“To be or not to be…”

It’s 40 years since a cash-strapped British Rail closed what was an alternative rail route between Birmingham and Cheltenham, avoiding the Lickey Incline. Fraser Pithie looks back over the origins of the line, its heyday, its chequered existence post a BR reorganisation, its closure, what happened afterwards, and why demands are now growing for the northern section of the line to be reopened.

GWR Prairie No. 4172 sits in platform 4 at Stratford-upon-Avon on June 15, 1957. Today, the line has buffer stops in the vicinity of the loco at the far end of the train. COLOUR RAIL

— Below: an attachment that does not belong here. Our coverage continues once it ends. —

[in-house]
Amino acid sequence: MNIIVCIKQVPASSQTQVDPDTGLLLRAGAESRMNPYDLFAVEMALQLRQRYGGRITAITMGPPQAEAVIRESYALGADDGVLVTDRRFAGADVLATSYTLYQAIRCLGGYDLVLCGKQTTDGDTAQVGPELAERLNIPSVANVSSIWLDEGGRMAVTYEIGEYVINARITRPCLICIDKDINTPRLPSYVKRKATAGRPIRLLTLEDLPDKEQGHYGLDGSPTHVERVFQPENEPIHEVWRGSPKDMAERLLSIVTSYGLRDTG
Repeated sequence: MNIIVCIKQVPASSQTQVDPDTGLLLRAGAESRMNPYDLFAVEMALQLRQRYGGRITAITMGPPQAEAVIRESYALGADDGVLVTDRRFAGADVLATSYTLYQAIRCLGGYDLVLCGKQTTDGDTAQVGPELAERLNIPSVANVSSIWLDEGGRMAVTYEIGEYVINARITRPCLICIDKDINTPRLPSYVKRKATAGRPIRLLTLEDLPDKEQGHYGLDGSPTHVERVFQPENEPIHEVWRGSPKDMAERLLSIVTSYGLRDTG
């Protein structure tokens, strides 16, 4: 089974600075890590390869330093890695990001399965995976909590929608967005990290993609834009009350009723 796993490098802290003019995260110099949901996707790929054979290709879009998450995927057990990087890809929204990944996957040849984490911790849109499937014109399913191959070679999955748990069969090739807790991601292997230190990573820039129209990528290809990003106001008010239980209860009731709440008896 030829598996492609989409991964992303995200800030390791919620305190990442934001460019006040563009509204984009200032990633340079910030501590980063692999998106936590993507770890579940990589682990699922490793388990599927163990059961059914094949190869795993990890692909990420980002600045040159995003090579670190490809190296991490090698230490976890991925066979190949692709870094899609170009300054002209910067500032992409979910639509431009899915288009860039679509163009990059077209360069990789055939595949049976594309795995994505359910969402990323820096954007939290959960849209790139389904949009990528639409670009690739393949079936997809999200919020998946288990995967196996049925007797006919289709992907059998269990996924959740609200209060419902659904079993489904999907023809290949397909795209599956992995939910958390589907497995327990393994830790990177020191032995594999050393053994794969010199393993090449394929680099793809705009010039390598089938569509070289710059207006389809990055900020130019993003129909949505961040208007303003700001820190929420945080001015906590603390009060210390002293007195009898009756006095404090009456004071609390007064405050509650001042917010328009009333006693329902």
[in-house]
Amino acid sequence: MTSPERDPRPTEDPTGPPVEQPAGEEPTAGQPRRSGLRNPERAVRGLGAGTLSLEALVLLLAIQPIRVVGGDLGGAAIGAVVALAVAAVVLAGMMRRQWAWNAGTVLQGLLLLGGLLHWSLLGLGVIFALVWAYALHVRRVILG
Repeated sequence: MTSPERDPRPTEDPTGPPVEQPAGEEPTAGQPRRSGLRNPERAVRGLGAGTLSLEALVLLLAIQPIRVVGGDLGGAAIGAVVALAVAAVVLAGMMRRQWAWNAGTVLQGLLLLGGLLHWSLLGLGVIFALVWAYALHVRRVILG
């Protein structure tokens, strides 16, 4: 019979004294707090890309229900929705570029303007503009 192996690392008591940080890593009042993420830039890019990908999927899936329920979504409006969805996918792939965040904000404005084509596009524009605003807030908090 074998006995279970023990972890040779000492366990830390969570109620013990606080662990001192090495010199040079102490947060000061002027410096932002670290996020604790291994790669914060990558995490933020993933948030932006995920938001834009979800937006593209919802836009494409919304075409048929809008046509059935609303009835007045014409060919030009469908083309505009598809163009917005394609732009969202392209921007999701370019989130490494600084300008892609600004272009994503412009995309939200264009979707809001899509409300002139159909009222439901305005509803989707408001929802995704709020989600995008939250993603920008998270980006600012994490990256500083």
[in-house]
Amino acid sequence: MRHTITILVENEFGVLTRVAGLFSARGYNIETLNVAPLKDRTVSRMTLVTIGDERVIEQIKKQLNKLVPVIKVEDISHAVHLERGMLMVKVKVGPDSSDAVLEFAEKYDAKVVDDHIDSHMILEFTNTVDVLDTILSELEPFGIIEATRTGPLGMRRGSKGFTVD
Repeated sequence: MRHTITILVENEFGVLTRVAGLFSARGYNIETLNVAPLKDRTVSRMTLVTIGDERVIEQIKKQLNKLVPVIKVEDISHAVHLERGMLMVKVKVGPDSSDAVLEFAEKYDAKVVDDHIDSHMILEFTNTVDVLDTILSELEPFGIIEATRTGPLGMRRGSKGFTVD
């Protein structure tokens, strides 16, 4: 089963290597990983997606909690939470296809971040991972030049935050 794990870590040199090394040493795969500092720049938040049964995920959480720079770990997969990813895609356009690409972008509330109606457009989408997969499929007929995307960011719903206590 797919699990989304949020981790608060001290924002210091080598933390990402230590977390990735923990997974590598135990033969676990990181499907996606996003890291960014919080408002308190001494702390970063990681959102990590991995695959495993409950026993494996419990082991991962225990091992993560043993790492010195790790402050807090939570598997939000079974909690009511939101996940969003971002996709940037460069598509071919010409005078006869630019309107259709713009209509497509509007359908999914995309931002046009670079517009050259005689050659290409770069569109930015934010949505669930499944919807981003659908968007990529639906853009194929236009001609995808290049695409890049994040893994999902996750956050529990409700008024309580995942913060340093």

GWR Prairie No. 4172 sits in platform 4 at Stratford-upon-Avon on June 15, 1957. Today, the line has buffer stops in the vicinity of the loco at the far end of the train. COLOUR RAIL

THE railway line from Stratford-upon-Avon via Honeybourne to Cheltenham was completed some 110 years ago in 1906.

It was one of several ‘cut off’ lines built by the Great Western Railway at a time when railways were still expanding, and there was relentless pressure on rail companies to secure and provide the best possible services.

The new line provided the GWR with a through route from its vast South Western and Wales network into and out of Birmingham stations, primarily Snow Hill but also Moor Street.

It enabled connection with the GWR’s network to and from the West Midlands and north through Wolverhampton, Wellington and onto Chester General and Birkenhead (Woodside).

Read more in the August issue of The RM

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